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Noting that there are far too many falls in healthcare settings, The Joint Commission (TJC) has issued a Sentinel Event Alert, telling hospitals and other providers to take steps to identify patients at risk for a fall, and implement preventive interventions. However, while most falls occur in hospitals, preventing falls in the emergency setting presents some unique challenges.
With troubling data in hand about patient injuries and deaths, The Joint Commission (TJC) has issued a Sentinel Event Alert, notifying healthcare organizations that they need to up their game when it comes to preventing patient falls. Since 2009, the accrediting agency says it has received 465 reports of patient falls with injuries, with 63% of these falls resulting in death. Further, the agency reports that patient falls with serious injury are among the top 10 sentinel events that are reported to the agency. While some of these falls occur in non-hospital organizations, TJC says the majority occur in hospital settings.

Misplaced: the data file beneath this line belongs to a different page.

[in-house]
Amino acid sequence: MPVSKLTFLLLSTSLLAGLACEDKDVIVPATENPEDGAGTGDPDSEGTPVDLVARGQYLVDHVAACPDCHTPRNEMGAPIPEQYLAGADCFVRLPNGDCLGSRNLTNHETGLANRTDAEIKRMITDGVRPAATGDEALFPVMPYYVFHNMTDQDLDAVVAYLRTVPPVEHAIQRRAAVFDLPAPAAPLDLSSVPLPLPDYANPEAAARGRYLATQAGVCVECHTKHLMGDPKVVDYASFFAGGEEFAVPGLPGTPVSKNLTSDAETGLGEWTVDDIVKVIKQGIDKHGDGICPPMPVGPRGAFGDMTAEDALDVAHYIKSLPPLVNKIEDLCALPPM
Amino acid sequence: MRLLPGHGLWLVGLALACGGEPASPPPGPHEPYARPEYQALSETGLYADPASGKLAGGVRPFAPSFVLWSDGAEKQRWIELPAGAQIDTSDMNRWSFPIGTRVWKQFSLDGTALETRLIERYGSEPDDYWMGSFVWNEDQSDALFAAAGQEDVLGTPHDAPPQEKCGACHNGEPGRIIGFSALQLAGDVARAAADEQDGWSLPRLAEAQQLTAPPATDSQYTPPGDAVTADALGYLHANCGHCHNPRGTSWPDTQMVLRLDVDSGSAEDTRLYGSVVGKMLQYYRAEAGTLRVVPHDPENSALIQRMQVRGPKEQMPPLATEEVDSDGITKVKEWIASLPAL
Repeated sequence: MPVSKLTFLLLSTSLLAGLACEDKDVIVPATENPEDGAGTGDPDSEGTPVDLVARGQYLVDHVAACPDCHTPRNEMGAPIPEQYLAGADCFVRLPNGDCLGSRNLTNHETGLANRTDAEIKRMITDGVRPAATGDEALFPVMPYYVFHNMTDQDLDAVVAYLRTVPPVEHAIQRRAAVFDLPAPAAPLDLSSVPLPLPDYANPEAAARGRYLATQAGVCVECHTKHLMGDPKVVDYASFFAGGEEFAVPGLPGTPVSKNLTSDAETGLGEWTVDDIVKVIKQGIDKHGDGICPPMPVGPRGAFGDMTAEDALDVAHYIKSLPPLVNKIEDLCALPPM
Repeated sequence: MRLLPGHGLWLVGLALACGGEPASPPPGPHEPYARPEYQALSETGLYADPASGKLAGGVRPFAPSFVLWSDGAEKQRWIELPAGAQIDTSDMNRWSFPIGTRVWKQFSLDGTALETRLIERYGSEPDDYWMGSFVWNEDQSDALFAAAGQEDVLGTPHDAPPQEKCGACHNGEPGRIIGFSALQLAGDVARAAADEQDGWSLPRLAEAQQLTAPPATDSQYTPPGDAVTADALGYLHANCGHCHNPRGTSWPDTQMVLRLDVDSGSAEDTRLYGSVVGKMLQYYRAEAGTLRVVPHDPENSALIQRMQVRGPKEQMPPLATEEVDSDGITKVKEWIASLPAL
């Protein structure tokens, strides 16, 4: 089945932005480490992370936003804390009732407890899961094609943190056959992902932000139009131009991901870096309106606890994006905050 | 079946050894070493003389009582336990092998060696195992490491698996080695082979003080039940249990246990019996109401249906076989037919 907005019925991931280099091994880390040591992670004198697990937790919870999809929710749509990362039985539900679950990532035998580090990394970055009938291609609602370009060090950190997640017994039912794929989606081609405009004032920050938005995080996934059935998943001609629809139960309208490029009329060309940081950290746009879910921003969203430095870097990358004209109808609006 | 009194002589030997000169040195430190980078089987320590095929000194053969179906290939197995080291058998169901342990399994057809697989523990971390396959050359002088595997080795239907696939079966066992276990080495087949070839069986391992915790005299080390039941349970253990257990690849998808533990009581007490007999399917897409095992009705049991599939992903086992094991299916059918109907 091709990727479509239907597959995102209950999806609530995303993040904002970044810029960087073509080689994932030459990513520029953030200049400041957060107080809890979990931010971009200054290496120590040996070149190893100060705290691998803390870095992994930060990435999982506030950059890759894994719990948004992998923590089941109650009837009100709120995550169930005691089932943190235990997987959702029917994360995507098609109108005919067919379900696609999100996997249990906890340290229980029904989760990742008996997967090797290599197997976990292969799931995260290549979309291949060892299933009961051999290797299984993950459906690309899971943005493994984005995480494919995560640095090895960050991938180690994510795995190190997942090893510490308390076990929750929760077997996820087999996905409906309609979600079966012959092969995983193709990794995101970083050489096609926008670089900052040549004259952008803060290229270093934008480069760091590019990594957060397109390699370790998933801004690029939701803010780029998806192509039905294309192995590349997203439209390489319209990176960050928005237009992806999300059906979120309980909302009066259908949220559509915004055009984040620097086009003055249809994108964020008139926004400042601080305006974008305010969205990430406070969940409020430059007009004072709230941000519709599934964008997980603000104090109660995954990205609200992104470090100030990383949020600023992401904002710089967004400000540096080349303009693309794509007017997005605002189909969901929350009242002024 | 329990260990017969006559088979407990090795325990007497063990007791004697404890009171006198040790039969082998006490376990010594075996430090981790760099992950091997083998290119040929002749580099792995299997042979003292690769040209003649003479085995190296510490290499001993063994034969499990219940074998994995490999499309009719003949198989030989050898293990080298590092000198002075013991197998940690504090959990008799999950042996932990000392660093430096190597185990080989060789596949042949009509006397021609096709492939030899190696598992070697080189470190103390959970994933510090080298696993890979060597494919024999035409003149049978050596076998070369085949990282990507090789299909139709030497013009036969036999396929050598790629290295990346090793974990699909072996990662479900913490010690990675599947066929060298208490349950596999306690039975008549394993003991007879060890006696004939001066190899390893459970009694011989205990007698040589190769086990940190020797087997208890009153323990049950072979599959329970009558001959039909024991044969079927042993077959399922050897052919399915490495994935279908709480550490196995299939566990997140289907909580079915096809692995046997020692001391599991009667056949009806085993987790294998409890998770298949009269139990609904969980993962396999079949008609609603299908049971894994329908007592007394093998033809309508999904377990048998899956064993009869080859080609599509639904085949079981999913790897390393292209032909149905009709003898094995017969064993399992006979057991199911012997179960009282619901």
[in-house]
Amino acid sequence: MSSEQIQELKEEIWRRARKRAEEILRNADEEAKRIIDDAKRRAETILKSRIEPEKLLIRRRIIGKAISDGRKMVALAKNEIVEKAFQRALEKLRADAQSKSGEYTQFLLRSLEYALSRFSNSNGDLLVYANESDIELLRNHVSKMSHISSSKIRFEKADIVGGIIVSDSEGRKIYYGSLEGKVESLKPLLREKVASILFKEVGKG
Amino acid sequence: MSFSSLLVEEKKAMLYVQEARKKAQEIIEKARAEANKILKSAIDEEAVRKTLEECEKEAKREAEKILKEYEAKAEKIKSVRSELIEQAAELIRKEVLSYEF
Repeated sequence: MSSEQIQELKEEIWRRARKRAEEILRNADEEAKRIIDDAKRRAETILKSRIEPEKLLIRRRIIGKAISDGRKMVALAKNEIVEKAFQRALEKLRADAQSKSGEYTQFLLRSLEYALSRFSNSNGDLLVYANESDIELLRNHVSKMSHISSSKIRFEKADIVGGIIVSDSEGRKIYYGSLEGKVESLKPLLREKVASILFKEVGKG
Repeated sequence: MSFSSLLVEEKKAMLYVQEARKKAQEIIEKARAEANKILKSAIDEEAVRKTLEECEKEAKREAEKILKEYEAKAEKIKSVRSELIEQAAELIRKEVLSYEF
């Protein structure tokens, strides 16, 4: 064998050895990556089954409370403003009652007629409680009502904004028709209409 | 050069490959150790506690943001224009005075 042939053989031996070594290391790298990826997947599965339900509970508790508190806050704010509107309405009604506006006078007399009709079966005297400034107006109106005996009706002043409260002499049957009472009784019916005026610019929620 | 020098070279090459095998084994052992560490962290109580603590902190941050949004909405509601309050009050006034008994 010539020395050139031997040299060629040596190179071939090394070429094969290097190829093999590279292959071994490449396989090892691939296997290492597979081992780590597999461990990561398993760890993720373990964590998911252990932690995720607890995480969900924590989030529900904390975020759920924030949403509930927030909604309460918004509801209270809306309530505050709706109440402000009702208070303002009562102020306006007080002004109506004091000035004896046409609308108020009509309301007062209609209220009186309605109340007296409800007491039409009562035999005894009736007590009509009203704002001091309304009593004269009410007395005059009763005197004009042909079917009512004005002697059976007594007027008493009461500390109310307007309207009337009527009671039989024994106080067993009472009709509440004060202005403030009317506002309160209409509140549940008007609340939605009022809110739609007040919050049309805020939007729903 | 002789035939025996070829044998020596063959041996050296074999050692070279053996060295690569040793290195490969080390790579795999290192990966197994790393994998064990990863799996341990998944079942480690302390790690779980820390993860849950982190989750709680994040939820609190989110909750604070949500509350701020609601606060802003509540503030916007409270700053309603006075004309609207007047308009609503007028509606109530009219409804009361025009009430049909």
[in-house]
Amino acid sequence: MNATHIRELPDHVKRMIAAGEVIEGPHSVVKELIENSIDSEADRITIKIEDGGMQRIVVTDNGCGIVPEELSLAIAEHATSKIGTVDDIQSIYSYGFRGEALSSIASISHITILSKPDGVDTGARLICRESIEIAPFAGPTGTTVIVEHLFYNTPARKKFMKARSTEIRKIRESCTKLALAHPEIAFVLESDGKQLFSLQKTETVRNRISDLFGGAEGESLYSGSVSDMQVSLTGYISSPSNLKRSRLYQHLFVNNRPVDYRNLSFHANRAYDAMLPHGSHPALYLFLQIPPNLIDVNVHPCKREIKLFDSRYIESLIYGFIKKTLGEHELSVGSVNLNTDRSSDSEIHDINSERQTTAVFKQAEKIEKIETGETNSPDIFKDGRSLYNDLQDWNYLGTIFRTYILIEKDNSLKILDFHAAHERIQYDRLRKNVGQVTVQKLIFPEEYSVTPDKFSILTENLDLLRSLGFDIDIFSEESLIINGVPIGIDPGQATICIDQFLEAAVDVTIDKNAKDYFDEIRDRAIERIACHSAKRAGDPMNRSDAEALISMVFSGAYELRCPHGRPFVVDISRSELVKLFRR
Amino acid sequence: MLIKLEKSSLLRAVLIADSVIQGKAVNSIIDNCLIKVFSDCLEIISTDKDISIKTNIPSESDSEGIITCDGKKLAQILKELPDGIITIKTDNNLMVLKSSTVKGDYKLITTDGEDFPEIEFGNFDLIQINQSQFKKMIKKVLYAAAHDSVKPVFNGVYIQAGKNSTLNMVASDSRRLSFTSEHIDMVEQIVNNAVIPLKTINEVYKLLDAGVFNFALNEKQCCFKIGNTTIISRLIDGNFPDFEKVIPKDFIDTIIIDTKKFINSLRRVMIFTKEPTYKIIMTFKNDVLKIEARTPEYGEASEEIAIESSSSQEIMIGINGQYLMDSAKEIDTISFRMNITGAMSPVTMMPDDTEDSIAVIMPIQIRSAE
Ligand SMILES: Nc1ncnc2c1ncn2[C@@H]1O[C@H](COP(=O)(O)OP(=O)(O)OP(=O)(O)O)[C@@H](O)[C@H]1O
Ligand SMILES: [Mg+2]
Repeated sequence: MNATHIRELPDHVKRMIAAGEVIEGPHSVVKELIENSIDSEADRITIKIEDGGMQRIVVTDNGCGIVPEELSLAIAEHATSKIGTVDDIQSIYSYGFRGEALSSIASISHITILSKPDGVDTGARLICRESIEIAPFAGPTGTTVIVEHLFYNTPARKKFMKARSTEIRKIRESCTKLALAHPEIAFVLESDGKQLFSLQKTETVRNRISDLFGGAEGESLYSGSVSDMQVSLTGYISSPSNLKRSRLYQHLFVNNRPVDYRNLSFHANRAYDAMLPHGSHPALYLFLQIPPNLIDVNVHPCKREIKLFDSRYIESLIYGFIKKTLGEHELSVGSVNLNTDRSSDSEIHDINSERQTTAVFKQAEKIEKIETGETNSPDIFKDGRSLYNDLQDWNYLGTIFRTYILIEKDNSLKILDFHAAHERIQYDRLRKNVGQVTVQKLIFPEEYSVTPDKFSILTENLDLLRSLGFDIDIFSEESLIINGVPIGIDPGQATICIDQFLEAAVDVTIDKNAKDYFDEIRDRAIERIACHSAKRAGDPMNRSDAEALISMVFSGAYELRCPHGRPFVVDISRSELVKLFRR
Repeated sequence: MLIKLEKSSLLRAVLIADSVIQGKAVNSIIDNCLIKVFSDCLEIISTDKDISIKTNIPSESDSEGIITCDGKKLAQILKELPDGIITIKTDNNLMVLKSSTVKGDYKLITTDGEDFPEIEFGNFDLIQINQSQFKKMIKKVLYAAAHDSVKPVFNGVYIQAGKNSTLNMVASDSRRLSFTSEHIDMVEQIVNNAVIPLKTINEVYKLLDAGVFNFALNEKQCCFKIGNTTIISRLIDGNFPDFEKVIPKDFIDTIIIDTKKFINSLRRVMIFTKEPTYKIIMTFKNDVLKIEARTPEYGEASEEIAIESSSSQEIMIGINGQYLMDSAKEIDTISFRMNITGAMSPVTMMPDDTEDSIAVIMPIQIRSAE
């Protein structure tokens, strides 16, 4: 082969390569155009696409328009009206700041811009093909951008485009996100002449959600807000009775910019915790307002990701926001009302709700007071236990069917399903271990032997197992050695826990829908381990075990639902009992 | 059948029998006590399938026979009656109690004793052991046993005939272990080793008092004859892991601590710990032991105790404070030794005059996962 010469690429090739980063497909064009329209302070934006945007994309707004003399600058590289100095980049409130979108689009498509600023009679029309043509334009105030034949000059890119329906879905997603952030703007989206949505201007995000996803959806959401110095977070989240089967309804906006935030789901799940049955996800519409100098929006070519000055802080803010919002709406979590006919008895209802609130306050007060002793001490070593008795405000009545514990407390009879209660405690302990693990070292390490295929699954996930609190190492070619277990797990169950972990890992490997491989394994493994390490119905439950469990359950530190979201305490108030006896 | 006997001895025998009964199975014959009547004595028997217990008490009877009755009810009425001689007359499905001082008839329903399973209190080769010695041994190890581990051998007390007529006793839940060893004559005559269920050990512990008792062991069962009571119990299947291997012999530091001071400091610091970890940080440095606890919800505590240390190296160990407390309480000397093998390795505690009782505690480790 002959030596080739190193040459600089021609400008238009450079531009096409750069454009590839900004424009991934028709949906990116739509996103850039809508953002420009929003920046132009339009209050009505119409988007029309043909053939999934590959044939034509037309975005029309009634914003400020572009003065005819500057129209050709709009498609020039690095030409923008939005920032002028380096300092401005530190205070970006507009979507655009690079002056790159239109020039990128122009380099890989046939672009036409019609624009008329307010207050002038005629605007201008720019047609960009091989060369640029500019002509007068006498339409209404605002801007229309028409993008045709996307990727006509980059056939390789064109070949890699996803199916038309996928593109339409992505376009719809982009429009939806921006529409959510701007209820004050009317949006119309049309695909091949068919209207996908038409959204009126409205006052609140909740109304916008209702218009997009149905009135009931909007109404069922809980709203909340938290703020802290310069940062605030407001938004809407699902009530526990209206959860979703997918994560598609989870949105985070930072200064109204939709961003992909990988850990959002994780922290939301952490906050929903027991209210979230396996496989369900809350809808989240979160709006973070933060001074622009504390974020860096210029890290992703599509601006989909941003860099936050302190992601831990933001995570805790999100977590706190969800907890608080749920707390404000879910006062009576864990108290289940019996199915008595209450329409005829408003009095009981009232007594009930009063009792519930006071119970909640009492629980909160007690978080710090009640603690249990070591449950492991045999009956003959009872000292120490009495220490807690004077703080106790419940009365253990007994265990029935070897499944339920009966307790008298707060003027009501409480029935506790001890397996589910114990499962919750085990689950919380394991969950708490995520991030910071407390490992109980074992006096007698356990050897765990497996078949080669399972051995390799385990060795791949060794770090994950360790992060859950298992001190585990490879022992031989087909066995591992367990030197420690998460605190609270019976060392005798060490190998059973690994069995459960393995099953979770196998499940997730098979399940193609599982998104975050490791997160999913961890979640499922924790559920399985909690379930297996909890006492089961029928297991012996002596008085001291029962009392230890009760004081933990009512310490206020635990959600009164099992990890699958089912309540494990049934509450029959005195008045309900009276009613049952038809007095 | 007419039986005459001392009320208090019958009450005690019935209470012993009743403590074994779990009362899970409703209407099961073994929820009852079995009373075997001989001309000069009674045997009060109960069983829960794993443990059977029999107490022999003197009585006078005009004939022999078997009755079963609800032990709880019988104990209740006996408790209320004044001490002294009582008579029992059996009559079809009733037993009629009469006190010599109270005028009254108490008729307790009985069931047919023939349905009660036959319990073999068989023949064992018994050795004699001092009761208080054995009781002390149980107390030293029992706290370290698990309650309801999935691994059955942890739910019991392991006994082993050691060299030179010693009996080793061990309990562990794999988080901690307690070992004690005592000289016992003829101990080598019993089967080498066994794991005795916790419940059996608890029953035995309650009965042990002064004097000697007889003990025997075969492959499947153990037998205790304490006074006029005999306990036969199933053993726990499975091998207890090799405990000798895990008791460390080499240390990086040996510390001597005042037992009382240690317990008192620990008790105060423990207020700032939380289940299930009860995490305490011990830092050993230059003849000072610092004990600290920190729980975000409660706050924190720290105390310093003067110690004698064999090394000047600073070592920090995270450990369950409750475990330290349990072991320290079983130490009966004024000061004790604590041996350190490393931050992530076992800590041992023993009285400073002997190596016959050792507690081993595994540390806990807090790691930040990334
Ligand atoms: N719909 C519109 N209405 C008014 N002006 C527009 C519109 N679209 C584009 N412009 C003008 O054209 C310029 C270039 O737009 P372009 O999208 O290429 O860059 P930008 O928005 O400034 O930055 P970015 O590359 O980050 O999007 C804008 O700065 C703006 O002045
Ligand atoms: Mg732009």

Why are patients falling in healthcare settings? In reviewing five years of data collected on patient falls with injury, TJC reviewers note that the most common contributing factors are inadequate fall assessments, communication failures, and a lack of adherence to protocols and safety practices. TJC also cites deficiencies in staff orientation about patient falls, supervision, and problems with staffing levels or the skill mix. Other key contributing factors include deficiencies in the physical environment and a lack of leadership around this issue.
TJC makes clear that this is not just a matter of patient safety, although that is of prime importance. Falls also hit hospitals hard in the pocketbook. Studies suggest that patient falls with injury can add a number of days to a patient’s hospital stay. In fact, TJC reports that the average cost associated with a fall with injury is about $14,000. When you consider that hundreds of thousands of patients fall in hospitals every year, with 30% to 50% of these falls resulting in injury, it is easy to see how such costs can pile up.
To prevent falls, TJC recommends that hospitals initiate several steps, starting with a high-profile effort to raise awareness of the need to address the issue. The agency also calls on healthcare organizations to establish an interdisciplinary falls injury prevention team, use a standardized, validated tool to identify fall risk factors, develop individualized care plans for identified fall and injury risks, standardize and apply best practices, including a standardized handoff communication process and one-to-one patient education, and conduct a series of post-fall management practices such as post-fall huddles and a system of reporting and analyzing falls. (See TJC’s recommendations and supporting information at www.jointcommission.org/sea_issue_55/.)